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Avascular necrosis of the hip

The hip is one of the most frequent sites for avascular necrosis, presumably due to a combination of precarious blood supply and high loading when standing. It can be thought of as traumatic (secondary to neck of femur fractures) or non-traumatic. In non-traumatic cases it is bilateral in 40%.

Typically it affects the superior articular surface (between 10-2 o'clock) and begins in the more anterior part of the hip.

Pathology

Aetiology
  • traumatic
  • chronic corticosteroid therapy
  • alcoholism
  • smoking
  • SLE
  • hyperlipidemias
  • HIV
  • haemoglobinopathies
  • chronic renal failure
  • diabetes

Clinical presentation

The most common presenting symptom is pain in the region of affected hip, thigh, groin and buttock. Although few patients may remain asymptomatic until late stages.

Radiographic features

Specific staging system (Ficat staging) exists for the hip which includes X-ray, MRI and bone scan appearance, and covers much of the imaging appearances, thus please refer to that article.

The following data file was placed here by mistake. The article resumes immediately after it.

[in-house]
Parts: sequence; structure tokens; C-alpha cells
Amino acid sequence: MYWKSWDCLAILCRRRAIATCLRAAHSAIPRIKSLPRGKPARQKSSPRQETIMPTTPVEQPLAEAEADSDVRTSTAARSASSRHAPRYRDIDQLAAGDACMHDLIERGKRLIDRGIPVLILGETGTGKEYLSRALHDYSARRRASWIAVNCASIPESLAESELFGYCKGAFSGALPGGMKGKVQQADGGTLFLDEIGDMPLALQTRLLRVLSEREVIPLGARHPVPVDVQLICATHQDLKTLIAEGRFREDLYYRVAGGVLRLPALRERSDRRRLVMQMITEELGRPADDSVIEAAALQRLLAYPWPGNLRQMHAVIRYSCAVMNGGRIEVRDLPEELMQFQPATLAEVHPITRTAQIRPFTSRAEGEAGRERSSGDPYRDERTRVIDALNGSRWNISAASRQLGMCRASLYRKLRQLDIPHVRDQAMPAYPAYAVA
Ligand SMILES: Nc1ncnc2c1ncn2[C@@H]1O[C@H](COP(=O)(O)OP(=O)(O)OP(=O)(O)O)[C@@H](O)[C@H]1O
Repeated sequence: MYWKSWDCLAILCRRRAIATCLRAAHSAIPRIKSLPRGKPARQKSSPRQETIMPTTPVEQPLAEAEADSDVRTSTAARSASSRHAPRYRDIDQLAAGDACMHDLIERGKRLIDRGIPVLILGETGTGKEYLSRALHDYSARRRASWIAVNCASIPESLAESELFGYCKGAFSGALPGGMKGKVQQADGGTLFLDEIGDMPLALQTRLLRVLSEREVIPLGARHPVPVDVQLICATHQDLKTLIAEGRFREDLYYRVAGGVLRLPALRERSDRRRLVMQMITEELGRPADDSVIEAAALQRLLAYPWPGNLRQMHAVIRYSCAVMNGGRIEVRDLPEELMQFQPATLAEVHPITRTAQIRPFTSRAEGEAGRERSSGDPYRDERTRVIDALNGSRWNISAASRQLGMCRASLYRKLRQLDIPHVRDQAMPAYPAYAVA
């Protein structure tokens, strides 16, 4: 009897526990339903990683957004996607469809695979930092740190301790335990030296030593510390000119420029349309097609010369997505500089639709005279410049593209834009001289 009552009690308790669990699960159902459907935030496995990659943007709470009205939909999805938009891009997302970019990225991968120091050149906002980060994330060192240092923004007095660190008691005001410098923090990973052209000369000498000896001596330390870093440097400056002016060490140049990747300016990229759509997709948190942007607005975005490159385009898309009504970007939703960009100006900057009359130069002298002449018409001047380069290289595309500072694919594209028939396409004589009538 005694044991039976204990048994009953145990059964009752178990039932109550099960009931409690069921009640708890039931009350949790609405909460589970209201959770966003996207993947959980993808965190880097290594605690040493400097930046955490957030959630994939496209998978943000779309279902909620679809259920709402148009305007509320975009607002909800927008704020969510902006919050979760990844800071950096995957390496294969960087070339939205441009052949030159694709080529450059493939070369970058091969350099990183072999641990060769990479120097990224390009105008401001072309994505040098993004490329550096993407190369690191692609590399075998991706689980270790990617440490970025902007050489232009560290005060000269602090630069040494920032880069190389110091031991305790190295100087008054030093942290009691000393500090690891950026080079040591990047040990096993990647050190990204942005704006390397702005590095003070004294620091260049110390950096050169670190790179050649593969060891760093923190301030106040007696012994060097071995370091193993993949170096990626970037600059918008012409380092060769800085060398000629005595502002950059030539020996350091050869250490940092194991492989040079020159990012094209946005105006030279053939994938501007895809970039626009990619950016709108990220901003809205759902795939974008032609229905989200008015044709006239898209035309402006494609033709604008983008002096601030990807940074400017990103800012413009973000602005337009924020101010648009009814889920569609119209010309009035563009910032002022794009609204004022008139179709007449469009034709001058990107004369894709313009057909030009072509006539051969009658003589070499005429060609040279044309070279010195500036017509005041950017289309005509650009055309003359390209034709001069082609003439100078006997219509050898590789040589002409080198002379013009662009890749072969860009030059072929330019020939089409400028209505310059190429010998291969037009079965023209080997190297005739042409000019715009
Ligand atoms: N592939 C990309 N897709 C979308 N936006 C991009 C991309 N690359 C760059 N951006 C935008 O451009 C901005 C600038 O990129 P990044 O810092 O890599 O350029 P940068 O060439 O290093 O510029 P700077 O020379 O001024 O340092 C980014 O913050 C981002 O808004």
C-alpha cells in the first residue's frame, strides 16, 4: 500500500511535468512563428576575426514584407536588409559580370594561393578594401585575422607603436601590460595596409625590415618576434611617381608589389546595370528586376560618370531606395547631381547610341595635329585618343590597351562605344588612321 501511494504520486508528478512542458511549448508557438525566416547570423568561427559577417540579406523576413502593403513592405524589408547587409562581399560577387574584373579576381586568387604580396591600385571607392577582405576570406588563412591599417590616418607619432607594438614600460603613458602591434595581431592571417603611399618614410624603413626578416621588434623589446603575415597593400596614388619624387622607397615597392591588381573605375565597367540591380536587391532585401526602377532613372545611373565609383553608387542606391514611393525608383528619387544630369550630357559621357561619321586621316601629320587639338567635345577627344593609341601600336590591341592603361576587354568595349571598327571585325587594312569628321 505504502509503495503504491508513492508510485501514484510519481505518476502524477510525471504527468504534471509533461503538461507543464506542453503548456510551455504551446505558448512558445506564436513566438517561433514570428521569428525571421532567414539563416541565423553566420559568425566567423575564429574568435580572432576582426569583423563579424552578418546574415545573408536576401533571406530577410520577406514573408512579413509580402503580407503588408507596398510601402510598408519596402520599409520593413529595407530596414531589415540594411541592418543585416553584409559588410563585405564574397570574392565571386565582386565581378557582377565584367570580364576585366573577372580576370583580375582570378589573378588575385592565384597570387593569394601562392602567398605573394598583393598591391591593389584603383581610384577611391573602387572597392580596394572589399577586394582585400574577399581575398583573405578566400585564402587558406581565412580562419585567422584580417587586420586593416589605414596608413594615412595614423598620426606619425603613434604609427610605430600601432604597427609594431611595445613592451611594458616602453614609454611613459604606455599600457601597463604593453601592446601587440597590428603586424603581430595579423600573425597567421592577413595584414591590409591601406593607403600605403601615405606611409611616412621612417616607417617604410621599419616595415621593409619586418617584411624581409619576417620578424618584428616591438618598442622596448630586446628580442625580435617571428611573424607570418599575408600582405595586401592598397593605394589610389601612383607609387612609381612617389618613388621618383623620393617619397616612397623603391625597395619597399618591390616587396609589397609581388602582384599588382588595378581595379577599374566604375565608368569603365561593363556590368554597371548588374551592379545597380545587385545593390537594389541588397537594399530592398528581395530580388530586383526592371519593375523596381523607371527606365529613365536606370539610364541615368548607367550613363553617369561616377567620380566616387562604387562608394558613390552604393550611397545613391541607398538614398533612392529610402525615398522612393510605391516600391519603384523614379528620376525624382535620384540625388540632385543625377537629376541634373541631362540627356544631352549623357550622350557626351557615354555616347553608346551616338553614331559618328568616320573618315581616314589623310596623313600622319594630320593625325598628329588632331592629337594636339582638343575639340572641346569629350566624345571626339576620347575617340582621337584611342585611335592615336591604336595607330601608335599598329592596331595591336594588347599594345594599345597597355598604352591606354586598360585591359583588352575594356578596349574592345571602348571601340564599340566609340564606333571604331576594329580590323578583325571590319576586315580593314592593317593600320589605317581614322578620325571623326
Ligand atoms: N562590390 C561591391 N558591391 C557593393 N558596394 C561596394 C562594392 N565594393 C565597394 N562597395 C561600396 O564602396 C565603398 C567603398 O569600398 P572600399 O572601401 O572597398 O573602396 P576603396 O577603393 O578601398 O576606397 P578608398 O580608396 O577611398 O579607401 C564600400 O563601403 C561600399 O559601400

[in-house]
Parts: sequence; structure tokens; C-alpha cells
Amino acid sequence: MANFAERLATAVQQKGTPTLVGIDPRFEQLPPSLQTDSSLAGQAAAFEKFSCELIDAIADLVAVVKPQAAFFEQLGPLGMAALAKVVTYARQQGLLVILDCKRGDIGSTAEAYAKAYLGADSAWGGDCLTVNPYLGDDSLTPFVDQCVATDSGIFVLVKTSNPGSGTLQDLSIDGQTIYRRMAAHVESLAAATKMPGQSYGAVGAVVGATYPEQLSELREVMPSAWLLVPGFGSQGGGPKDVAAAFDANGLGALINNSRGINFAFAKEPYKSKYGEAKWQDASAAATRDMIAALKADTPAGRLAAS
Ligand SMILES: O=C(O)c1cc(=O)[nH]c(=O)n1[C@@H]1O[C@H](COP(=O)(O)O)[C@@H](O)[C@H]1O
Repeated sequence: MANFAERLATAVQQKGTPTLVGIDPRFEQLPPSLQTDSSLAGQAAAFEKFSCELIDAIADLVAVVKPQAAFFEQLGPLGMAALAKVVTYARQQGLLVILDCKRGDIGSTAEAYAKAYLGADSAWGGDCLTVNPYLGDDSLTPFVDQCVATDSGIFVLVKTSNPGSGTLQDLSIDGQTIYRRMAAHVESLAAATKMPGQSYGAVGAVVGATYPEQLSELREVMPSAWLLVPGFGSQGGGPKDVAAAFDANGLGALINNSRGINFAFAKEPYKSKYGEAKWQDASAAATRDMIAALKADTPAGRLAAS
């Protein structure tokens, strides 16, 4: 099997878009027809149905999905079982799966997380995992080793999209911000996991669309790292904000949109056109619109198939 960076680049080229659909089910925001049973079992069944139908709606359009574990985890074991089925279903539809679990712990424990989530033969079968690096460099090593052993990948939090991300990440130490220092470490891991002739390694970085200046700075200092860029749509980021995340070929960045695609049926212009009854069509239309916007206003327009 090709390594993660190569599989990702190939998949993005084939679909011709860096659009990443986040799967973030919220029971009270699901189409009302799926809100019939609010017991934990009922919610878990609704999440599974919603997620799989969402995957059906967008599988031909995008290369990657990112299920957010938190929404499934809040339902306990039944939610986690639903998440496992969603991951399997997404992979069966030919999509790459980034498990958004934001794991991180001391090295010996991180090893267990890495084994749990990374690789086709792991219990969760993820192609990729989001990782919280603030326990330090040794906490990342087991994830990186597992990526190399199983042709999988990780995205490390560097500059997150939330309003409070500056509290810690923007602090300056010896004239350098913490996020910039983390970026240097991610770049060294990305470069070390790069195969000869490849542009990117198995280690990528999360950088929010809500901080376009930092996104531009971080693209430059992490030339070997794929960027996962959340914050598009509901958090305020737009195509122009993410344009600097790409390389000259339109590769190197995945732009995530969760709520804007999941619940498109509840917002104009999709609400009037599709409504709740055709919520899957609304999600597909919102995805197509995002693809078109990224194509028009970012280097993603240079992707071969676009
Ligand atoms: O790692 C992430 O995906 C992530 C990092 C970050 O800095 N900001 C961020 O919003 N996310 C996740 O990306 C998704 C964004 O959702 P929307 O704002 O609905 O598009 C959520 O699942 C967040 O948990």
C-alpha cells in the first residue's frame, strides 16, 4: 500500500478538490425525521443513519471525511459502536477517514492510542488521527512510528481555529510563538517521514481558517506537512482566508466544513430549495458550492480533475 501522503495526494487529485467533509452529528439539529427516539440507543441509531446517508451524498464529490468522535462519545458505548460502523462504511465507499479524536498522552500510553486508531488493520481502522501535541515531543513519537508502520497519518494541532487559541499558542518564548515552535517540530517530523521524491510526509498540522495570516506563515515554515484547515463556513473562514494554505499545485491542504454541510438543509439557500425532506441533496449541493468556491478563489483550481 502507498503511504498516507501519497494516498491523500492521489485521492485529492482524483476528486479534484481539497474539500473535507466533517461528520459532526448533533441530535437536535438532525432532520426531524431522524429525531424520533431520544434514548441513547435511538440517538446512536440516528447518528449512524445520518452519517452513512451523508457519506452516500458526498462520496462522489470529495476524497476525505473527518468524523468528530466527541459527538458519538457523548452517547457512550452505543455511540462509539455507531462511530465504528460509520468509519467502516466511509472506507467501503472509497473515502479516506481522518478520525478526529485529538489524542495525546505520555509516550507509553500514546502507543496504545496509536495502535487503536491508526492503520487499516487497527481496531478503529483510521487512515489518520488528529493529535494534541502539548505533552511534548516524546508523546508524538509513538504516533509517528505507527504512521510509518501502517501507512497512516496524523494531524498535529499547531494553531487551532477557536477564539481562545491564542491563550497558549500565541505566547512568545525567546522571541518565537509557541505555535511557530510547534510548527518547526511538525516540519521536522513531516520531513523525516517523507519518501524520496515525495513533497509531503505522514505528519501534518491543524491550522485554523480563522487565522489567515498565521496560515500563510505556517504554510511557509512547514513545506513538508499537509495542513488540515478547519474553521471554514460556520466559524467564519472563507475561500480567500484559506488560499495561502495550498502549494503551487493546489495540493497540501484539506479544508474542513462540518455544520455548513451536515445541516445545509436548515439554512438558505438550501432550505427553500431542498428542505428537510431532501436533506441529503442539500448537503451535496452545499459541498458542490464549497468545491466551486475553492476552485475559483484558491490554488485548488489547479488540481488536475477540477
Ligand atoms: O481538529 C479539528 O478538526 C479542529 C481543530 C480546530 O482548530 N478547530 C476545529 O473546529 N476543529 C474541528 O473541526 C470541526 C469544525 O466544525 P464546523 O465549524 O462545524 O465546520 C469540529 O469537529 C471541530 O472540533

Other than describing the general appearance of the affect region the following are important to include in the report as they have and effect on prognosis and treatment:

  • position 
  • estimating percentage volume of the head involved (axial) and percentage weight bearing surface involved (coronal)
  • coexisting osteoarthritis or secondary degenerative change
  • joint effusion
  • presence of a potentially unstable osteochondral fragment: rim sign
MRI

MRI is the most sensitive modality, with sensitivity of 71-100% and specificity of 94-100%1. As there is a high rate of bilateral involvement both hips should be included in the field of view of at least some sequences.

  • T1: usually the initial specific findings are areas of low intensities represent oedema, which can be bordered by a hyper-intense line which represents blood products
  • T2: it may show a second hyper-intense inner line between normal marrow and ischaemic marrow. This appearance is highly specific for AVN hip and known as "double line sign" 

Differential diagnosis

General imaging differential considerations include

See also 

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